One thing I'd like to inquire about to those in firearms retail...how do you feel when a person comes into your business and wants to sell/trade off one of their firearms. You make them an offer and then get turned down because they (the customer) "know what they sell for". Used gun"X" sells for used retail for $100. Do they really think a gun shop will buy it for $100 and then be able to mark it up from there. (these are also the same ones that always beetch about the prices anyways.

TallPine
May 5, 2003, 07:49 PM
"well can you take some off the price, you know, 'cause it's been handled and stuff."

Sounds like an old Jack Benny line ... :D

QuarterBoreGunner
May 5, 2003, 07:55 PM
BlkHawk73-

I'm not in the biz any more, but was for most of the 90's. At our store, we didn't buy/trade for just the reasons you stated. For the dealer to make any money he has to buy the firearm in question for less than he knows it's worth. Simple economics, but can leave a bad taste for a potential seller if he knows what the firearm is actually worth and you offer him less.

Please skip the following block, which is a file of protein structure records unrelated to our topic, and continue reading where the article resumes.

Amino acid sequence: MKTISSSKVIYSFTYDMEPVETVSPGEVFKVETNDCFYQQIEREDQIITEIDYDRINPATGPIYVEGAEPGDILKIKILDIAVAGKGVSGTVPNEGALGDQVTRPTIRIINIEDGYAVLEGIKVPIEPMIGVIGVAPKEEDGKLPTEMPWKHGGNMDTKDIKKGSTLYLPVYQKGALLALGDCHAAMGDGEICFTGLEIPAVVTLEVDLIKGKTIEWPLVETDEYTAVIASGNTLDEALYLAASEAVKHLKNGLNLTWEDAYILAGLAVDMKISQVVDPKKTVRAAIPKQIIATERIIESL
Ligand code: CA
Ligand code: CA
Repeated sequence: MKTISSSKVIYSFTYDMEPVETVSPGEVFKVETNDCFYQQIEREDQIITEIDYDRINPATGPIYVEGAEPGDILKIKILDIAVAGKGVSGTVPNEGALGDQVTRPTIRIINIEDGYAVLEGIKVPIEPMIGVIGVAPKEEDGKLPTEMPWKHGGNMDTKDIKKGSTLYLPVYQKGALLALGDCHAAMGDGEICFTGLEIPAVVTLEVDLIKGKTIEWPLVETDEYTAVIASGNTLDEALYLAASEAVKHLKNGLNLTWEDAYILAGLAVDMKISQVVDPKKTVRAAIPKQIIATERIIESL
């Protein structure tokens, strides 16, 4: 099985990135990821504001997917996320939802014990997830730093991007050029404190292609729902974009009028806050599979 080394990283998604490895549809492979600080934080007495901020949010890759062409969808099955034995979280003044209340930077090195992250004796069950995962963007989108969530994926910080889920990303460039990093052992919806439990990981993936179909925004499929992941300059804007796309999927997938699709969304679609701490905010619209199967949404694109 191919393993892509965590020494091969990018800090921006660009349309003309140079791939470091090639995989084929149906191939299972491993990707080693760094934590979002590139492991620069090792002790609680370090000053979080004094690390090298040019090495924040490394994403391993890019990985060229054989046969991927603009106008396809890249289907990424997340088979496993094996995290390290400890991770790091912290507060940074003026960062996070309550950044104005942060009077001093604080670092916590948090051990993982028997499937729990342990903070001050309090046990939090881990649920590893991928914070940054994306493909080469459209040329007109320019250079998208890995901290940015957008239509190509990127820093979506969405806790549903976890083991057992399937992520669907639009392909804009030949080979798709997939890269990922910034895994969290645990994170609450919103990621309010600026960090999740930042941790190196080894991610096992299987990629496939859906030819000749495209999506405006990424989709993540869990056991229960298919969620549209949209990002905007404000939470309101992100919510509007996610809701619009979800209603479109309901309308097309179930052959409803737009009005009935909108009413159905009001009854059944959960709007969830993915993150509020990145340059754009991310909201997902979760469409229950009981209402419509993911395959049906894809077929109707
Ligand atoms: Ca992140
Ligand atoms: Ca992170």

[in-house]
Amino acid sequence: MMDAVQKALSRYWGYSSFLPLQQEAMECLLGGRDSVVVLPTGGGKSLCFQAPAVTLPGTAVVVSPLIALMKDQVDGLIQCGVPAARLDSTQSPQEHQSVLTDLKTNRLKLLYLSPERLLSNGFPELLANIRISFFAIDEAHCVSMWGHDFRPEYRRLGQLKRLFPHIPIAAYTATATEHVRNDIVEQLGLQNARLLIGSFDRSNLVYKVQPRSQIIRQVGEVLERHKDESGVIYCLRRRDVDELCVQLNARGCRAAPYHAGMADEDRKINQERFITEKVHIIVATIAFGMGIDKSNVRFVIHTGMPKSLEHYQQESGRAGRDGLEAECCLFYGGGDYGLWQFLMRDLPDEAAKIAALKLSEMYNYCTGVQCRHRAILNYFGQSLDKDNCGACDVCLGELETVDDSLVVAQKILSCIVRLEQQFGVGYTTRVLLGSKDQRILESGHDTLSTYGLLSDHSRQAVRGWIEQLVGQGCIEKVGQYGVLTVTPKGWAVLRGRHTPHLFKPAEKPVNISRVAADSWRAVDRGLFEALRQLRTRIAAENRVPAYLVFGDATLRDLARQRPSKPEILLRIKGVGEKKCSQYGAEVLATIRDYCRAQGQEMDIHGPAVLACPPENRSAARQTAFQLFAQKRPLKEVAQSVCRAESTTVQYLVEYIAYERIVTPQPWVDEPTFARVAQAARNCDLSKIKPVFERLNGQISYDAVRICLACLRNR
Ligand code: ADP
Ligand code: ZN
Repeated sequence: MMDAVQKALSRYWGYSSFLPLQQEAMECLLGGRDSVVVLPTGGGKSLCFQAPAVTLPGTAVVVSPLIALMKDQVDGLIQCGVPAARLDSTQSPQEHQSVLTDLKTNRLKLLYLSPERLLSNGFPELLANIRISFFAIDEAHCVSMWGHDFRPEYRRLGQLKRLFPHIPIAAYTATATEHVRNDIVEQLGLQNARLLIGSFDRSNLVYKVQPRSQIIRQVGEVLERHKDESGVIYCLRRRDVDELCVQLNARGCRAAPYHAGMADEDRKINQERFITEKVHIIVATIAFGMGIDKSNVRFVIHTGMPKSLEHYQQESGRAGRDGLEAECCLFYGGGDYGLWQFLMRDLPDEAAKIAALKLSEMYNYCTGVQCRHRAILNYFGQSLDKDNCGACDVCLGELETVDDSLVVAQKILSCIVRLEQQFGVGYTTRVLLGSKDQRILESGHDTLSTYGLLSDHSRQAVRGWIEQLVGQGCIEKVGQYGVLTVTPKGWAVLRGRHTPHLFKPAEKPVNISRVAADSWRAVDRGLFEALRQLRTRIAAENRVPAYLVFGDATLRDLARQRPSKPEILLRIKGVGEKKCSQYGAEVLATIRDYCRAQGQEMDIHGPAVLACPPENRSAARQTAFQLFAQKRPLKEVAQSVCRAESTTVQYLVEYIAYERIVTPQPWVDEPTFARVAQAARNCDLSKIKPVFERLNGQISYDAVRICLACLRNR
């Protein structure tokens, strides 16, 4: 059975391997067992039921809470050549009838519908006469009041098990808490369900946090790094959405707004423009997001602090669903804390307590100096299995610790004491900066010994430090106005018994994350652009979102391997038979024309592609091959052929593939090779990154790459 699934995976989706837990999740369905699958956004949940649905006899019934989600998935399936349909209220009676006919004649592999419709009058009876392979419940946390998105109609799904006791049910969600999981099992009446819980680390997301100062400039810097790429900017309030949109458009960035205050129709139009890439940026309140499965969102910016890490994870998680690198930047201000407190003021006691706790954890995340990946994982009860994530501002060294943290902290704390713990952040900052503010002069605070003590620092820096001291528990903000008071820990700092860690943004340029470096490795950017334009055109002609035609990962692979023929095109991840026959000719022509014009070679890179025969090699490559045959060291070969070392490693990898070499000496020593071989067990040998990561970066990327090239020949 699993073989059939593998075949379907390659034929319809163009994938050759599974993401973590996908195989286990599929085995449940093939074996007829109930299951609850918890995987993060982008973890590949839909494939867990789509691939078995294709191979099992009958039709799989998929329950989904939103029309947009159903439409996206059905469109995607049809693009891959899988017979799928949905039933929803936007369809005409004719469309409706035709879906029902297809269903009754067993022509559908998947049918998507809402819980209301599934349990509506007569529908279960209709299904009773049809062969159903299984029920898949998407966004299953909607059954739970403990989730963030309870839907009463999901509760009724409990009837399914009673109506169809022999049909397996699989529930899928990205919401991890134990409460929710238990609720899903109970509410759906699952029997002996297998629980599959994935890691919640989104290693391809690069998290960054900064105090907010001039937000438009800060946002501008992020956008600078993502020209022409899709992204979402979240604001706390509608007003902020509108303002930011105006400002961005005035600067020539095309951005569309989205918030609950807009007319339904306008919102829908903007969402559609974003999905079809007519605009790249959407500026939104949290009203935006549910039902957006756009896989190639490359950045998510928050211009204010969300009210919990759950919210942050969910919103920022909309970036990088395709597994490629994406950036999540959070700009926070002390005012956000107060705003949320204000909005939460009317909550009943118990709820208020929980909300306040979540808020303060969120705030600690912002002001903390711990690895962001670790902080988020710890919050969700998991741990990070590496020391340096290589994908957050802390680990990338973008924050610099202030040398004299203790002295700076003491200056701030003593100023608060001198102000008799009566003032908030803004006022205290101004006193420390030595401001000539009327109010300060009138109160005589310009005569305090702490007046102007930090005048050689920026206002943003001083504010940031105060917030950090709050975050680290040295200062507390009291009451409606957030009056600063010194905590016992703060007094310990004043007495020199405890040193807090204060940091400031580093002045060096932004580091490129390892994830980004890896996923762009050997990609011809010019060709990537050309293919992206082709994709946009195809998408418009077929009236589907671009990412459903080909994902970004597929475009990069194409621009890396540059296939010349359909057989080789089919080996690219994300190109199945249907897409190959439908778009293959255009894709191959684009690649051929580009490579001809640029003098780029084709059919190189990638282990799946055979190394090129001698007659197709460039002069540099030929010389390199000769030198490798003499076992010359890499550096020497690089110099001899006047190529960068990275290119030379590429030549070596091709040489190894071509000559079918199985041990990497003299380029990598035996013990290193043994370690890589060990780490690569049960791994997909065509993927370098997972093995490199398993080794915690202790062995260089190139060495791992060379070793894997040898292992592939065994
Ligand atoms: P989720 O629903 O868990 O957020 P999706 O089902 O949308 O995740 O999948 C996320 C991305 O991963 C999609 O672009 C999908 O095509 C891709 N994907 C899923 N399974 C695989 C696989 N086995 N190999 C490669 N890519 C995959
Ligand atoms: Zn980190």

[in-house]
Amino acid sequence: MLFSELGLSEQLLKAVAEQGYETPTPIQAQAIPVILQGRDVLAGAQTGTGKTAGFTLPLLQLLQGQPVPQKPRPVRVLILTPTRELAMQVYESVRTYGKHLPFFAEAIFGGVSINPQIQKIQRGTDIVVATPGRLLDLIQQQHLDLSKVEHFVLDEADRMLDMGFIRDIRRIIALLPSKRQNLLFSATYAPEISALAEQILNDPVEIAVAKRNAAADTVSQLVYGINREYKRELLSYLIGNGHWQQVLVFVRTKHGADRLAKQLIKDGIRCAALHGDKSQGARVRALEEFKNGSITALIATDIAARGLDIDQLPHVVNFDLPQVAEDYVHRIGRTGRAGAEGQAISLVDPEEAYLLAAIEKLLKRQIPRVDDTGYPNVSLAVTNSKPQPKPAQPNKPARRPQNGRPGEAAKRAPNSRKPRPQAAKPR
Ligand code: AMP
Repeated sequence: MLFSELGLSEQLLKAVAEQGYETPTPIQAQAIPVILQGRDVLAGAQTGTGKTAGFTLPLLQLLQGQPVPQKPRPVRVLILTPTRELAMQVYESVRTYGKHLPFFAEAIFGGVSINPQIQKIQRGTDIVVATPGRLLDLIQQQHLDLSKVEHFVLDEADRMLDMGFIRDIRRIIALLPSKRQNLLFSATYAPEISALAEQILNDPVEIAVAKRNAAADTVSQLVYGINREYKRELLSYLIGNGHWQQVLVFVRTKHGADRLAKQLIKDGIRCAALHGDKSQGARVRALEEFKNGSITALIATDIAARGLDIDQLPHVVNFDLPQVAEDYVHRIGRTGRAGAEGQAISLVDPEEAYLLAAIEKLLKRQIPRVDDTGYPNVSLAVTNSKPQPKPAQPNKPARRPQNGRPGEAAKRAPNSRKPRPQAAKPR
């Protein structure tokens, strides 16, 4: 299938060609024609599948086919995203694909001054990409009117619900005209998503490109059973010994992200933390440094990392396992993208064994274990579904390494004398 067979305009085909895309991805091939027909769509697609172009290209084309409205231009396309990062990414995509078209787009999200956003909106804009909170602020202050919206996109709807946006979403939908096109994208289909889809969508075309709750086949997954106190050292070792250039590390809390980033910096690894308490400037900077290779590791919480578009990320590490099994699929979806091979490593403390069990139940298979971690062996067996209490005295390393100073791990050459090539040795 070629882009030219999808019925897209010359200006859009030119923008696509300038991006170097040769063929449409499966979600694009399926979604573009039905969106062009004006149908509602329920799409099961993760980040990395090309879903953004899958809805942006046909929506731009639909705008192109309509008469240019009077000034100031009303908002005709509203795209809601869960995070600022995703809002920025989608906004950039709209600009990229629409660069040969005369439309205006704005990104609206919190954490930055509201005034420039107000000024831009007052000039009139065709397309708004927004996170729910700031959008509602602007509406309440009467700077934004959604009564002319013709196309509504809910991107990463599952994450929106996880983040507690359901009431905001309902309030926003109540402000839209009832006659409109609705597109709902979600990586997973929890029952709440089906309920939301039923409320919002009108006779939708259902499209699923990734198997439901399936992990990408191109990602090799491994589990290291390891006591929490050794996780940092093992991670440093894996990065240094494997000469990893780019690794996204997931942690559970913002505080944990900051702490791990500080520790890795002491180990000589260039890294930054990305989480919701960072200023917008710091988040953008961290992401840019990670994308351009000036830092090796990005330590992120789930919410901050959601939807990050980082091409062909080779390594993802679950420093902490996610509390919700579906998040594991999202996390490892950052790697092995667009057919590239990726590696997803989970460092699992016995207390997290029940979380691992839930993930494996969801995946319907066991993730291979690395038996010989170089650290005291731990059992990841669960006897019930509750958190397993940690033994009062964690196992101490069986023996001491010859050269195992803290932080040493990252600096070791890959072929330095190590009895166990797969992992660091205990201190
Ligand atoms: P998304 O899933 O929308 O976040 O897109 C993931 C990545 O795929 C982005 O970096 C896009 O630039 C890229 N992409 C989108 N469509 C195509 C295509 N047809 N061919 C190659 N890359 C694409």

What we did was sell your firearm on consignment. We'd get 10% of the selling price and would try and get you the best deal possible because a better deal for you is a better deal for us.

my $.02

Mannlicher
May 5, 2003, 08:46 PM
I always get a chuckle out of the fact that the most unfriendly place to those that choose to carry a gun, is a gun shop.

The other side to the lament of gun shop employees, is the number of absolute morons working behind the counter. It works both ways, ya know.

We all want society to feel that our CCW license means we have some training, and some familiarity with firearms. We don't think anything of carrying into the minit mart, or the Mall, but, when you enter a gun shop, you are classified immediatly as one of the unwashed masses.

Personally, I just dont visit gun shops much anymore. Just like I boycott any other business where my gun is not welcome.

Standing Wolf
May 5, 2003, 08:50 PM
"well can you take some off the price, you know, 'cause it's been handled and stuff."

Aw, heck! Give the guy a nickel off, eh?

LiquidTension
May 6, 2003, 03:18 AM
I don't see a problem with trying to get a discount on a display gun - that's how it works in most other businesses. You get deals on demo cars (best friend is a car salesman), display computers (I used to work in Best Buy computer department), pretty much any display item at a retail electronics store, and on clothing if it has any defects or imperfections. I always thought it was just part of the business. It seems perfectly reasonable to get a discount on a firearm that has been handled frequently, may have scratches on the finish, and has been potentially abused (ie dropping slide on empty chamber). Naturally this only applies if the display is the only one available.